Furthermore, decadence appears in the characters’ free disregard for money, particularly with Robin and Jenny. Barnes elaborates on Jenny, Robin’s lover, “She was generous with money. She made gifts lavishly and spontaneously. She sent bushel baskets of camellias to actresses because she had a passion for the characters they portrayed […]” (73). Jenny’s decision to send arbitrary gifts to artists she idols encapsulates her level of wealth compared to the financial struggles faced by most individuals during this time. Jenny’s status as a four-time widower who moves from location to location, unheeded by any financial burden, supported by the money left behind by her dead husbands, signifies a lifestyle largely unattainable. Additionally, Barnes’ detailing of Robin as bored and unfulfilled underscores the luxury the characters in the novel have to struggle to fill their empty time, untouched by the demands and obligations of a job. Robin’s nomadic wandering can also be seen as a symptom of her boredom, as she resorted to “haunt the terminals, taking trains into different parts of the country, wandering without design” (176). Her decision to aimlessly travel without purpose illustrates her privileged status as a perpetually disinterested outsider untouched by the struggles faced by the vast majority of the population.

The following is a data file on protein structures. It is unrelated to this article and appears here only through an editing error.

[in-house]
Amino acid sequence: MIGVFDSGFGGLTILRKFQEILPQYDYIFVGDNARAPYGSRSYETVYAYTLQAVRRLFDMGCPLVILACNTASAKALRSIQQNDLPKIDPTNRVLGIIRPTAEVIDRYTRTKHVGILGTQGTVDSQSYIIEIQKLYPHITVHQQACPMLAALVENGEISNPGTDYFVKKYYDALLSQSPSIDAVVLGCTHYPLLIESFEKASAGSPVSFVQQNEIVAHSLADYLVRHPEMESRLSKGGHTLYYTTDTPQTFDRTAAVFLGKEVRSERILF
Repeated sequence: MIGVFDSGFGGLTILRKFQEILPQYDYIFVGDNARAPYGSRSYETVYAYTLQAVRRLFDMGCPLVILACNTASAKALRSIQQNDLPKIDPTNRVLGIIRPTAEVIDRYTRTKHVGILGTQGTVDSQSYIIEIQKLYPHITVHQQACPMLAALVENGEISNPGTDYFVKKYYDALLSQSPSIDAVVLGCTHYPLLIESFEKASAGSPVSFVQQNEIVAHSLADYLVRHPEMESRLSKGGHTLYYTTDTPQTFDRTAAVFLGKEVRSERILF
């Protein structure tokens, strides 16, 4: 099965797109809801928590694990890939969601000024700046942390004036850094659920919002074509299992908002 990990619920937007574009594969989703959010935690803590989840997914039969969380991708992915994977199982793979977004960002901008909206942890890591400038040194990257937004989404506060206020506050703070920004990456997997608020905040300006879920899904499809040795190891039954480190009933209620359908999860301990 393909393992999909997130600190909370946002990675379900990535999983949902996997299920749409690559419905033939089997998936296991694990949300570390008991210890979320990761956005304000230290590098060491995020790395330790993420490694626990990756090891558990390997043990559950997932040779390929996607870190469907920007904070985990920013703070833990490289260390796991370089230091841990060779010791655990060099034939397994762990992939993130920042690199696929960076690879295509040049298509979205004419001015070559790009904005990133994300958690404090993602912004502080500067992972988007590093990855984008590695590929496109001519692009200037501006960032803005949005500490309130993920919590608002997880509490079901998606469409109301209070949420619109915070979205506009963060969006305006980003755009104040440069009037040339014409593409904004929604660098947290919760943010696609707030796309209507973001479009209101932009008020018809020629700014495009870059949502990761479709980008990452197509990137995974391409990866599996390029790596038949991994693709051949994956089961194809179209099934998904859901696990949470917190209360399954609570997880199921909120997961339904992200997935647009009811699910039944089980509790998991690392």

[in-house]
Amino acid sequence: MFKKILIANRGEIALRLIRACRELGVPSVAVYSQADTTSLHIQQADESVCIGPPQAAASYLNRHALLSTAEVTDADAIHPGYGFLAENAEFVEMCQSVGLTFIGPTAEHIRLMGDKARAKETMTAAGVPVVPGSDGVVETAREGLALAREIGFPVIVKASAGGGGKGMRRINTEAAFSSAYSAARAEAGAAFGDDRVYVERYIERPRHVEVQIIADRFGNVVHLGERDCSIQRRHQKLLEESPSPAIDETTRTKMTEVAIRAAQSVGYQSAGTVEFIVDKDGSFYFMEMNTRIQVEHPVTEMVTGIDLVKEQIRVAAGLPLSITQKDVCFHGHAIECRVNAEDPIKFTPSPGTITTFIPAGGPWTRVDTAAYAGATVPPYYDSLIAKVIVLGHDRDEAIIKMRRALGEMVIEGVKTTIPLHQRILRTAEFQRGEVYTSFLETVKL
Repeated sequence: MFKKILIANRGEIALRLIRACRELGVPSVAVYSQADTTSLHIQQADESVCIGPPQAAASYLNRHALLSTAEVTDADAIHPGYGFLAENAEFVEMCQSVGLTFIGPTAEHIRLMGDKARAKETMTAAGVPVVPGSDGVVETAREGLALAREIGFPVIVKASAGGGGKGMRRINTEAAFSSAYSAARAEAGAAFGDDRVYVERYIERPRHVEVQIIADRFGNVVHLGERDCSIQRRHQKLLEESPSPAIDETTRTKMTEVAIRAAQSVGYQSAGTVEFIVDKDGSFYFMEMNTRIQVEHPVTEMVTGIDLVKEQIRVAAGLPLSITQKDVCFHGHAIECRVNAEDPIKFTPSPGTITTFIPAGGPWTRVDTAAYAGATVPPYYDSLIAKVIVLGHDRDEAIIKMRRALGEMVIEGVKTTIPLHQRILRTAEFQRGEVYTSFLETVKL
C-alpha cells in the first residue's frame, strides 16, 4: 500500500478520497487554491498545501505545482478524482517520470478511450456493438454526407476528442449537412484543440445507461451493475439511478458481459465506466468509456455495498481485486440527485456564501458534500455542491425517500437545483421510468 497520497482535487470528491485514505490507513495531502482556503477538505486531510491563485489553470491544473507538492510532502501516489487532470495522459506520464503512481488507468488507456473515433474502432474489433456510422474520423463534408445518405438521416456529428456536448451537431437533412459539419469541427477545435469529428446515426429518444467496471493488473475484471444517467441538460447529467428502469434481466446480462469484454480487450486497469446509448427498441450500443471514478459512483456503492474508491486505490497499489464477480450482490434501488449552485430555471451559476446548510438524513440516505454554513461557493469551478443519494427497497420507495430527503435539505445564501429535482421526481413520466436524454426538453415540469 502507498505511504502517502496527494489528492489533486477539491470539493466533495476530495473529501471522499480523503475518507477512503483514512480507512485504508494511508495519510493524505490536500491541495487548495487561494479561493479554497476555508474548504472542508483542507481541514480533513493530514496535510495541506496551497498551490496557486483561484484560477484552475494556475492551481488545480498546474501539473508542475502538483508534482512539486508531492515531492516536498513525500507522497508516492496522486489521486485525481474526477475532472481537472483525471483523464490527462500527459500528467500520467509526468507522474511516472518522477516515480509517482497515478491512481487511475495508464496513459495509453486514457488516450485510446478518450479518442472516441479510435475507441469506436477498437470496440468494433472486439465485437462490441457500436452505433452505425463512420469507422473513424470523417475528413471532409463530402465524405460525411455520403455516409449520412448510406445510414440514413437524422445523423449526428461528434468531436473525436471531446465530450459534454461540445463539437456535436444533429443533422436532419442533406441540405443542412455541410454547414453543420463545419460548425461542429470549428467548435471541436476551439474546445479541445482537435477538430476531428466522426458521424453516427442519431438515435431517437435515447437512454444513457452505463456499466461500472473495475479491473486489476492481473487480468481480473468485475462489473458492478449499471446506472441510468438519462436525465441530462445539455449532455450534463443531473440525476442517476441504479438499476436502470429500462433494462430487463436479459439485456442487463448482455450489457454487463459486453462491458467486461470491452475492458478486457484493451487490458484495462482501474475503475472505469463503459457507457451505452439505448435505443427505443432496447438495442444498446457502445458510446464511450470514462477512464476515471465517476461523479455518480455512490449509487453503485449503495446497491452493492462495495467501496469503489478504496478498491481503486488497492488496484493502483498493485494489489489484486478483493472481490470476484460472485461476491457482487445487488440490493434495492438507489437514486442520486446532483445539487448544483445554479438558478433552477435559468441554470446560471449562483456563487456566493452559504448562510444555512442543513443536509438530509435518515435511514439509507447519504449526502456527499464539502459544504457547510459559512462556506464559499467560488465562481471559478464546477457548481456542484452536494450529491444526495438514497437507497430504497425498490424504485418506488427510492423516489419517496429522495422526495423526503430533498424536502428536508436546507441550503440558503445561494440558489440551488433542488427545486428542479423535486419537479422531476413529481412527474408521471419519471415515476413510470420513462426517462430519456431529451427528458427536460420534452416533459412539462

Above: A 1921 photo of Djuna Barnes, the writer of Nightwood, a novel many believe to be semi-autobiographical.

Decadence both morally and financially indicates the trend of modernist emphasis on excess and consumption. In a period of changing social dynamics and societal norms, against the backdrop of new wealth circulating throughout Europe and the United States, the story of Nightwood unfolds against a setting which grants the reader a deeper understanding of the characters’ qualities and actions. A striking metaphor used by the Doctor towards the end of the novel can serve to best emphasize this point: Robin and the other characters are “like the ducks in Golden Gate park […] everybody in their kindness having fed them all the year round to their ruin because […] they are all a bitter consternation […] being too fat and heavy to rise off the water, and, my God, how they flop and struggle all over the park in autumn […]” (Barnes 170). In much the same way as the overweight ducks, Robin abuses the resources freely available to her to a point where she can no longer fully function as a normal member of society, or at least as an individual in sync with the daily occurrences of life.